Even after Covid-19, the pandemic’s health effects may linger

GlobalData Healthcare 30 July 2020 (Last Updated July 30th, 2020 09:25)

Even after Covid-19, the pandemic’s health effects may linger

We have all dreaded it, and far too many of us have experienced it. Coughing, shortness of breath, fever. These are all symptoms of the most important health crisis of our time: Covid-19. Fortunately, this will all be over when we find a vaccine. Right?

Unfortunately, there is a growing cause for concern that Covid-19 may have long-term health effects on those who are infected, even long after they are cured. The long-term effects vary wildly. There have been reports of scar tissue forming on the lungs, damage to heart tissue and more vague reports of long-term fatigue, joint pain or chest pain. This is completely discounting the long-term mental health effects Covid-19 will have as well.

While the results are not yet iron-clad, there is enough evidence to give us pause. With SARS and MERS, Covid-19’s two predecessors and genetic ‘cousins,’ studies that conducted follow-ups with survivors of these pandemics have also found fatigue, depression and muscle pain even months after patients recovered from their initial infection. Covid-19 seems to be no different with preliminary reports suggesting similar outcomes.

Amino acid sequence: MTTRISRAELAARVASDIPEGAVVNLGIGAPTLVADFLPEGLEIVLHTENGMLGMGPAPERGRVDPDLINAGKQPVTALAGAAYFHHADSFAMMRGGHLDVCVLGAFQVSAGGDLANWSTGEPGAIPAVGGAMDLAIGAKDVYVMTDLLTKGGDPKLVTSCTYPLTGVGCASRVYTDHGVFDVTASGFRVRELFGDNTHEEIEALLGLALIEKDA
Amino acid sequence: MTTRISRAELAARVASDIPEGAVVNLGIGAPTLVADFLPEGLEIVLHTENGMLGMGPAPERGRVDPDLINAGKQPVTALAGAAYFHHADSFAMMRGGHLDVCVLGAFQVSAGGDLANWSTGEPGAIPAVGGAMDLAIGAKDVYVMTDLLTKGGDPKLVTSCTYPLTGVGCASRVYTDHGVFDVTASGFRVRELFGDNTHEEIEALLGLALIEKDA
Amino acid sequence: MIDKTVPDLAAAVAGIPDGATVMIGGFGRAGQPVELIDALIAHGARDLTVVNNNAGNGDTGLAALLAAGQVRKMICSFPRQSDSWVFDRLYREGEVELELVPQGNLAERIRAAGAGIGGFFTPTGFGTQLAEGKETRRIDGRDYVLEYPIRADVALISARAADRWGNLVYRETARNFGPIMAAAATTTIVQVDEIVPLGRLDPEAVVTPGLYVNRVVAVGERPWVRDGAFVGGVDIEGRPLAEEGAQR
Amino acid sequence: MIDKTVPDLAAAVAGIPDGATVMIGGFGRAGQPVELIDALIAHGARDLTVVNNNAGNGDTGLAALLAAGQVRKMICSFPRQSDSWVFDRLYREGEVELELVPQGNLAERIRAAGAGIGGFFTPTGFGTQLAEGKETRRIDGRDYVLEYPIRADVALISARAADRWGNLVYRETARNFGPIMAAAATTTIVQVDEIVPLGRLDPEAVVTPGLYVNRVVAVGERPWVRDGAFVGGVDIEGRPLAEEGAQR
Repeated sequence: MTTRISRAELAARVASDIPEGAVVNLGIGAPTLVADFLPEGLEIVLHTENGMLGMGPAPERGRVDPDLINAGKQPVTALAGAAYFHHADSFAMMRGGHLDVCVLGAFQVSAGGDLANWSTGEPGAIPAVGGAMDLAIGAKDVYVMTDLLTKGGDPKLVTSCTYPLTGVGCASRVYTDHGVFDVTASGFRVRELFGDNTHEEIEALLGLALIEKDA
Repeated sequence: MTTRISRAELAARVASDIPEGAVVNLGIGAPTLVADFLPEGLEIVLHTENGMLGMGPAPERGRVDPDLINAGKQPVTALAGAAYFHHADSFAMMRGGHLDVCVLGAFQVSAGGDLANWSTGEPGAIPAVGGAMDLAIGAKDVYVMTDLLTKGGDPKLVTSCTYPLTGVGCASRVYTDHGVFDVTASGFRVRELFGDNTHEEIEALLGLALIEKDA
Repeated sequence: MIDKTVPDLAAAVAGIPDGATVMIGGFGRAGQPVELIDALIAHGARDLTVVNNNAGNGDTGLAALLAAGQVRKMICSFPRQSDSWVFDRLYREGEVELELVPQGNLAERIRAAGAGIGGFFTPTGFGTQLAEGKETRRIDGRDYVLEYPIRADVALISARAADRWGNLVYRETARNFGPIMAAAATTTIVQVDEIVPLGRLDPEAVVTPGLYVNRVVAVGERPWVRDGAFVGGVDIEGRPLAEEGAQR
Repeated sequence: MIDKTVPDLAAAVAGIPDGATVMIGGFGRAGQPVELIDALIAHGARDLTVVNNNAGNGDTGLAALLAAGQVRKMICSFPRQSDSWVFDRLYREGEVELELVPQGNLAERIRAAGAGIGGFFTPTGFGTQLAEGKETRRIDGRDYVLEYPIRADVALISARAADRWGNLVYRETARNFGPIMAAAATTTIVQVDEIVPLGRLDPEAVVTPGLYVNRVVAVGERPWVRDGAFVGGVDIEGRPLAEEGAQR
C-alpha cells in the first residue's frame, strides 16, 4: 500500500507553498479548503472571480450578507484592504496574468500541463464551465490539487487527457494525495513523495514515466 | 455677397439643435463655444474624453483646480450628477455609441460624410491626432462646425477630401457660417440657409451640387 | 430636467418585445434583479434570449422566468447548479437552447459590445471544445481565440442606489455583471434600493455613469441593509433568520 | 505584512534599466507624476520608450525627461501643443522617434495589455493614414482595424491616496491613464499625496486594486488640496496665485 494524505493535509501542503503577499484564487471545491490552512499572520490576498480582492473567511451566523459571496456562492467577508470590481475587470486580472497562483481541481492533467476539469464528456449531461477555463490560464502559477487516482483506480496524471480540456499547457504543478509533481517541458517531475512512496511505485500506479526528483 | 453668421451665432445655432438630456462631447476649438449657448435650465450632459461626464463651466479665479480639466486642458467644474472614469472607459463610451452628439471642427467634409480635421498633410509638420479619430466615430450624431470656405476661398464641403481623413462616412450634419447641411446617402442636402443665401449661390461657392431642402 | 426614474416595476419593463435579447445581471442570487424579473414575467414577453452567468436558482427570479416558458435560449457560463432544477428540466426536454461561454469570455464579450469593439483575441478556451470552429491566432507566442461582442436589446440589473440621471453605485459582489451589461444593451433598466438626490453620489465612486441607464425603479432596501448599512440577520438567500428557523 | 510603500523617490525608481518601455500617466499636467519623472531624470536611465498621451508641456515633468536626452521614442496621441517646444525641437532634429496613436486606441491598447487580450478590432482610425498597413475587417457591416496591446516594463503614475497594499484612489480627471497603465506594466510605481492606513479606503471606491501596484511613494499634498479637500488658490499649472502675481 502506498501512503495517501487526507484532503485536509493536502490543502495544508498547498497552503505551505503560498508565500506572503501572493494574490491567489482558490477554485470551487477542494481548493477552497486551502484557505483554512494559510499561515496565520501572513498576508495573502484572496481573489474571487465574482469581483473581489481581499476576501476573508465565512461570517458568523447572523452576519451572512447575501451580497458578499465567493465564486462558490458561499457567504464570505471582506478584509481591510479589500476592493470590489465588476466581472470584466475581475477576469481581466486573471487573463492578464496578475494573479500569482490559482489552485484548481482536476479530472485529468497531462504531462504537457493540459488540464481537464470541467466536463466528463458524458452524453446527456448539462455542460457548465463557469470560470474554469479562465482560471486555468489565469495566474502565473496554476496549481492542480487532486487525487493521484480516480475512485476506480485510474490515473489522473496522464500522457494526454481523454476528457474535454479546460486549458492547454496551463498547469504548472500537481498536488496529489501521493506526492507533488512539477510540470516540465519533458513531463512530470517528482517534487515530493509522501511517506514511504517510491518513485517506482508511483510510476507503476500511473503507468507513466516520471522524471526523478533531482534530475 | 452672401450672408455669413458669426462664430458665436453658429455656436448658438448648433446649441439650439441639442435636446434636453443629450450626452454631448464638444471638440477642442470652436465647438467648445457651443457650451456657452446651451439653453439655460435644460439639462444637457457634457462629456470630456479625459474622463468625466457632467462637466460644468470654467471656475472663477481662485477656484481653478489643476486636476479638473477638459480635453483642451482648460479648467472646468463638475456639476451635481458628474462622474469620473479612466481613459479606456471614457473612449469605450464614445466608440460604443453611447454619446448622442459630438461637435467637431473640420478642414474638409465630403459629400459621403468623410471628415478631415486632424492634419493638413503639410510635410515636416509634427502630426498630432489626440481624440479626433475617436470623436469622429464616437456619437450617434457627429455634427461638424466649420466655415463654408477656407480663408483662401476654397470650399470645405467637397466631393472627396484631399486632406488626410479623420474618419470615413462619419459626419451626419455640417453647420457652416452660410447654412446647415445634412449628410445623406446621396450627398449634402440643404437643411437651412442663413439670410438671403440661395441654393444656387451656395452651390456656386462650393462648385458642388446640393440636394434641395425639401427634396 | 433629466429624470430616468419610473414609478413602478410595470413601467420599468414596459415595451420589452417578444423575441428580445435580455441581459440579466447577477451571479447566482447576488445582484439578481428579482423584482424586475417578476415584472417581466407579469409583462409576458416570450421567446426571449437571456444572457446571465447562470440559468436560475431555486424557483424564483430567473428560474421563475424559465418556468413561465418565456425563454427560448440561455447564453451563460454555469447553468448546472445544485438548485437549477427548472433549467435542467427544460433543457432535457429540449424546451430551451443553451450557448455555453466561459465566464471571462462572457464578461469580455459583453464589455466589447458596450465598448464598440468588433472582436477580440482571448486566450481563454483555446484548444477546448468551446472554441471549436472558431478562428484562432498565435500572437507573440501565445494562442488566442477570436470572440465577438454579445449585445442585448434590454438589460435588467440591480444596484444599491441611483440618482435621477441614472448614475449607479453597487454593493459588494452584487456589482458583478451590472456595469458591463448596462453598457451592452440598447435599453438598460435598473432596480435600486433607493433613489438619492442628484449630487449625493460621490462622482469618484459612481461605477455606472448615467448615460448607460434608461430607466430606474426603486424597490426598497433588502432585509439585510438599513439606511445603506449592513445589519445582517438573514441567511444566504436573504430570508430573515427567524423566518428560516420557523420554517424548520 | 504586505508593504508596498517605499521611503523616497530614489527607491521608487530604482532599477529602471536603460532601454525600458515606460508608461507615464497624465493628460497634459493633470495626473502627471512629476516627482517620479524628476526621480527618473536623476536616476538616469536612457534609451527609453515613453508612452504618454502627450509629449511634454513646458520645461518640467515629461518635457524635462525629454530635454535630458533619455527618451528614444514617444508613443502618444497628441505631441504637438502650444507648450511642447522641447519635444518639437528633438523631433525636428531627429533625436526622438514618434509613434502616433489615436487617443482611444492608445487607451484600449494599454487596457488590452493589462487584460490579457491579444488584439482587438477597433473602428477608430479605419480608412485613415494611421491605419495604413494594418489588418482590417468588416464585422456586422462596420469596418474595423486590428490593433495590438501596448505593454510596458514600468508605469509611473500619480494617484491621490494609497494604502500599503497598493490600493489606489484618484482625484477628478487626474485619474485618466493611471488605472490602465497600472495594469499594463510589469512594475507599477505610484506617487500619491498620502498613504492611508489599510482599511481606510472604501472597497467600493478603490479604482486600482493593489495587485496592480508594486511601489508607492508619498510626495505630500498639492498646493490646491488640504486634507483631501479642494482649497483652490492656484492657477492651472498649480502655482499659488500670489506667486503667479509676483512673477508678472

Why then is this the case? Isn’t Covid-19 a purely respiratory virus? If so, then shouldn’t the damage be contained to the respiratory tract? Unfortunately, it seems that Covid-19 like SARS and MERS is a full-body infection. Older studies of SARS showed that the mechanism that SARS used to enter the body’s system was through the ACE2 receptor pathway. This means that wherever in the body there are ACE2 receptors, SARS could potentially enter.

Unfortunately for us, Covid-19 is able to abuse this same receptor, and doubly damning seems to be the fact that the ACE2 receptor is found throughout the body. It is found in the gastrointestinal tract, the capillaries of the body and the heart, among other places. This has led to increased formation of blood clots, heart attacks, and in very few extreme cases, a need for surgical removal of the gut. These may also be long-term issues that will plague Covid-19 victims for the remainder of their lives.

This is why containment is still so important, even during this late stage in this pandemic. Every person who is infected with the virus may become a person with a chronic heart, lung or gastrointestinal issue for decades to come.